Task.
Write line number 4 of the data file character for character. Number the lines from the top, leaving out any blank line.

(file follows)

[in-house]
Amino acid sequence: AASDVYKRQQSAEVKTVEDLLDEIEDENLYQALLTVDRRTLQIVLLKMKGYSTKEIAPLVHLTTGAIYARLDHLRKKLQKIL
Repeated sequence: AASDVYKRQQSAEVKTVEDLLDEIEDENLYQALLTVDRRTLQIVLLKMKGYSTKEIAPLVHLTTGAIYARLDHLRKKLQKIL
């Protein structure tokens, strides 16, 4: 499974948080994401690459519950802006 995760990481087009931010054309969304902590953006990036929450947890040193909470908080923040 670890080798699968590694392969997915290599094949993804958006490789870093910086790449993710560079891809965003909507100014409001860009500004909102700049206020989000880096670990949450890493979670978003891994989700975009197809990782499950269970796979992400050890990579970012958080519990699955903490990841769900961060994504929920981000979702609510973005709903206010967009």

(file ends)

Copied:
């Protein structure tokens, strides 16, 4: 499974948080994401690459519950802006 995760990481087009931010054309969304902590953006990036929450947890040193909470908080923040 670890080798699968590694392969997915290599094949993804958006490789870093910086790449993710560079891809965003909507100014409001860009500004909102700049206020989000880096670990949450890493979670978003891994989700975009197809990782499950269970796979992400050890990579970012958080519990699955903490990841769900961060994504929920981000979702609510973005709903206010967009």